To start off, I won’t quote the Disciples Prayer here. It should be pretty familiar to most Christians, even those who don’t spend a lot of time in the Bible. For reference, there are two, parallel versions of this prayer in the Bible and they aren’t identical. You can find them in Matthew 6:9-13 and Luke 11:2-4. The differences, I suspect, have to do with the different audiences of each Gospel, with Matthew written to the Jews and Luke written to the Greeks.
Our Father Who Art In Heaven
Young suspects (pg 3) that Luke removed the “Jewish elements” of the prayer, since his version does not contain the words we read in English, “who art in heaven”. This was a familiar prayer formula in first century Judaism but would have seemed foreign to Greek readers. Picturing a “Father in Heaven” might have summoned images in Greek minds of some “god” such as Zeus sitting on an Olympian throne (pg 4). Luke may have felt it prudent to avoid such false associations by editing Jesus’ words (a Gospel writer editing the words of the Master to fit a specific audience is somewhat startling, don’t you think?).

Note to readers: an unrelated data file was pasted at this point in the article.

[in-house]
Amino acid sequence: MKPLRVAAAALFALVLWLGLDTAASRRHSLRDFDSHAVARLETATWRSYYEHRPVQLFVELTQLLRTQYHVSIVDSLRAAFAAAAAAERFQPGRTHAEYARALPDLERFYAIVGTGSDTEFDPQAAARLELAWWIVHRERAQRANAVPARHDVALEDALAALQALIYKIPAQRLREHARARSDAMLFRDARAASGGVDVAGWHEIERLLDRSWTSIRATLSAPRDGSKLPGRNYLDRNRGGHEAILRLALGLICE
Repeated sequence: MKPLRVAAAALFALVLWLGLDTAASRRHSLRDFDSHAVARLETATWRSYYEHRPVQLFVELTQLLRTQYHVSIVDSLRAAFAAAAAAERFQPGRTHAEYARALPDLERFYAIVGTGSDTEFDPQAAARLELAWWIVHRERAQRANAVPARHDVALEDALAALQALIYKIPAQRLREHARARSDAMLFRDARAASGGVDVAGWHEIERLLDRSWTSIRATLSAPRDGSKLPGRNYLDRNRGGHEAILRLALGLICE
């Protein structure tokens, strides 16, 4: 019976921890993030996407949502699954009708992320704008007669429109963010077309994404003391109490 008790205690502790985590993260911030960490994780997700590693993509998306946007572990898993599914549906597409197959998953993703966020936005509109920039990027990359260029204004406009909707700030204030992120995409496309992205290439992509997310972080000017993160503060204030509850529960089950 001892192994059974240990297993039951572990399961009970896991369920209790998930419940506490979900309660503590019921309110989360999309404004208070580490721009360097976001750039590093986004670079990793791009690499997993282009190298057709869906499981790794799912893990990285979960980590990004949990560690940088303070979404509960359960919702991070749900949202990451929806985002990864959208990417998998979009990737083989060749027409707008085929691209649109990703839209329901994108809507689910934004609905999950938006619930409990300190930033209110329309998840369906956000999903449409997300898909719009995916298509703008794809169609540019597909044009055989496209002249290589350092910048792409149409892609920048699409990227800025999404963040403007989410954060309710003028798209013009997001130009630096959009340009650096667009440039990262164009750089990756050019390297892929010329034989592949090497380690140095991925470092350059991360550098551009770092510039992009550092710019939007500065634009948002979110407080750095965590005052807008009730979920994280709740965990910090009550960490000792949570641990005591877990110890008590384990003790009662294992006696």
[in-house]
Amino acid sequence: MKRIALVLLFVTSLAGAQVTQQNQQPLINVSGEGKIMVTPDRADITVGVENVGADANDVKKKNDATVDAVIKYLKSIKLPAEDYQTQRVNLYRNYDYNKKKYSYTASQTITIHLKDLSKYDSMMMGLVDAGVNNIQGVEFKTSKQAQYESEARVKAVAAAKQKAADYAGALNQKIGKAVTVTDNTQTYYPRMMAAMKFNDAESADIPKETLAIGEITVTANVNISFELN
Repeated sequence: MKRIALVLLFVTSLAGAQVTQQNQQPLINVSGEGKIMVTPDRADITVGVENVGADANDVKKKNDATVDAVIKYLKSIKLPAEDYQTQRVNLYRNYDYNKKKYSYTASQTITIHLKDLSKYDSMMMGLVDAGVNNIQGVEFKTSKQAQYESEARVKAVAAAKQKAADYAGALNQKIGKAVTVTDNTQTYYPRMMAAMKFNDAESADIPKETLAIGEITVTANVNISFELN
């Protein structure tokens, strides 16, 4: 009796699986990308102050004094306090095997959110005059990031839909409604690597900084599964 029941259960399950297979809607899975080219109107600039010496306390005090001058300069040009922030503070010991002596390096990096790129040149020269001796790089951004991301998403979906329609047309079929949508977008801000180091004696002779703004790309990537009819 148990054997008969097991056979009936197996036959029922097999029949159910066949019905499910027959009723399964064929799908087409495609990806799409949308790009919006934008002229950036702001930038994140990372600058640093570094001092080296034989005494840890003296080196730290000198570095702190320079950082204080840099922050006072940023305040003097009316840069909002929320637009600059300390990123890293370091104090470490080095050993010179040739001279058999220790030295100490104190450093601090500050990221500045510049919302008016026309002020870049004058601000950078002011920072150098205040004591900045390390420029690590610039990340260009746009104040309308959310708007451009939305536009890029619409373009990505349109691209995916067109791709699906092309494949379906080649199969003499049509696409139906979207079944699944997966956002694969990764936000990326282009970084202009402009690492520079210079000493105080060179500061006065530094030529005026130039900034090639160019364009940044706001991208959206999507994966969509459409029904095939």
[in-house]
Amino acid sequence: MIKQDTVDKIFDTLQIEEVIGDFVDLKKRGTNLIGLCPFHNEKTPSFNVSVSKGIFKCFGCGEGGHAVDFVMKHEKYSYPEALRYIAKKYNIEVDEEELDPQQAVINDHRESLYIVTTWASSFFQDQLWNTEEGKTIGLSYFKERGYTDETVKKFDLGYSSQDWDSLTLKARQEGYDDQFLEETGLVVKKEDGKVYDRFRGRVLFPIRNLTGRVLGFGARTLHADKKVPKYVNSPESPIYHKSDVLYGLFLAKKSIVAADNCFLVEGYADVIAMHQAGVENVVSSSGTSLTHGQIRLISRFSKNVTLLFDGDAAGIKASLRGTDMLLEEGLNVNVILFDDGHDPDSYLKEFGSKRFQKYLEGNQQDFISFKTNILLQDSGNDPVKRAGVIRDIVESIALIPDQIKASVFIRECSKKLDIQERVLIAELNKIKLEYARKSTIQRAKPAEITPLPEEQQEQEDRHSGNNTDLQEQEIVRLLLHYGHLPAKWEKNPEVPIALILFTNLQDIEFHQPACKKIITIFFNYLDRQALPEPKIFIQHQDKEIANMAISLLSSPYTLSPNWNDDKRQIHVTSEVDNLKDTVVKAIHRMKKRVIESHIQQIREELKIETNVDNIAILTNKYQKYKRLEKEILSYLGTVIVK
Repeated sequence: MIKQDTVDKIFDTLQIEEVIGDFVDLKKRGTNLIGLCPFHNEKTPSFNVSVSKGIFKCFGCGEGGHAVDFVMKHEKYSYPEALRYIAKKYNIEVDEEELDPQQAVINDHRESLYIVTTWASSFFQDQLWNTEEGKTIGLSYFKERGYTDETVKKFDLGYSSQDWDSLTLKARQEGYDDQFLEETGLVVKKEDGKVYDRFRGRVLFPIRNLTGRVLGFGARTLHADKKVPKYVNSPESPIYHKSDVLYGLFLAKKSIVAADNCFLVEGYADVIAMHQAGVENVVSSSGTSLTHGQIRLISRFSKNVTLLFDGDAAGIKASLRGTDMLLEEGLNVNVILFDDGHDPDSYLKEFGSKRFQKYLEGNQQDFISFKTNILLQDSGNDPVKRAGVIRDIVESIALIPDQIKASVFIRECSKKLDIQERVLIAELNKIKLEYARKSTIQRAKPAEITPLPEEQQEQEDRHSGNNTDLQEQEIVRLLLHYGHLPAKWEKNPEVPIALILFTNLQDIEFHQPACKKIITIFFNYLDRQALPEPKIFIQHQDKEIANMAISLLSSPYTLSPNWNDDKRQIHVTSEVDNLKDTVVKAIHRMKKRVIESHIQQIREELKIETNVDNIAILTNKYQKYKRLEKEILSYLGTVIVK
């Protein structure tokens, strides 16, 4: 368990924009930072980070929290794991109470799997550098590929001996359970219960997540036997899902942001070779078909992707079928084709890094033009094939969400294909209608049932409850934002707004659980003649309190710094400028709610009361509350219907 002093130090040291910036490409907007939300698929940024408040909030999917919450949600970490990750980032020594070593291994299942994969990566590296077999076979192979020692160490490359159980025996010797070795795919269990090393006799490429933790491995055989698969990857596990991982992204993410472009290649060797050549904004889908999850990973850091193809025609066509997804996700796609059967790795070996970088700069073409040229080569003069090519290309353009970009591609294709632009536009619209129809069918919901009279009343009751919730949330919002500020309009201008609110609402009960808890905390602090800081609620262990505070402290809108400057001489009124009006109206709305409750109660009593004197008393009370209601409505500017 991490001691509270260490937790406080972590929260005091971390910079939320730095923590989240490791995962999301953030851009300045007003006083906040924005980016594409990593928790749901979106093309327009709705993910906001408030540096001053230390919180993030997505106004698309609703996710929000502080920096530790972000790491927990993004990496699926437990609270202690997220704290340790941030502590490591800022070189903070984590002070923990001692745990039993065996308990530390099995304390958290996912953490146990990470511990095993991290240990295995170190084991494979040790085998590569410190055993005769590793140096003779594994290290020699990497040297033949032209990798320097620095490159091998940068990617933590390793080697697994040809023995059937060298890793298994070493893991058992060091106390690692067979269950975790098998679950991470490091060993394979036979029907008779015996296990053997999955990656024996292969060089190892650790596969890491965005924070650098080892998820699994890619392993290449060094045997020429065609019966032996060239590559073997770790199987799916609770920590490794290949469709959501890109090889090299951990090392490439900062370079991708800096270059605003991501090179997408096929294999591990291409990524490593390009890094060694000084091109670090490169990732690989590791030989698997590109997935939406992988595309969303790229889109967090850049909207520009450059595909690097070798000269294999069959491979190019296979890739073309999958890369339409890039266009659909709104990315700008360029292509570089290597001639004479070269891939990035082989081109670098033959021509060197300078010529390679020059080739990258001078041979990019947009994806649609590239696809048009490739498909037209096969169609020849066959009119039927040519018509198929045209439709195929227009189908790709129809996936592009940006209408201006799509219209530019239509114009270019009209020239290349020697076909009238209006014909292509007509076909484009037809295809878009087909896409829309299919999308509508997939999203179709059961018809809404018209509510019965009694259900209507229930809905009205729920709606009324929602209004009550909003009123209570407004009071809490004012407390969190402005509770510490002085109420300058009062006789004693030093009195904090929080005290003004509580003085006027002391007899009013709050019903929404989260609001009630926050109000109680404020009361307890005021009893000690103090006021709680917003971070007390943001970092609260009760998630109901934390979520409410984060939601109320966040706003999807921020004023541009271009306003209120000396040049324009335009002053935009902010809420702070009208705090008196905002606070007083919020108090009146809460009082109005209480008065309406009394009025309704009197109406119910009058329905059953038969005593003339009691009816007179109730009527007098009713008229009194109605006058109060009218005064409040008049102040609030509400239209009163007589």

But for a Jewish audience, the “Father in Heaven” reminded them of the love and care Hashem had and has for the Jewish people, and they would have recalled many references from scripture of the kindness of God toward Israel:
Whoever is wise let him note these things, and they will comprehend the kindnesses of Hashem.
–Psalm 107:43 (Stone Edition Tanakh)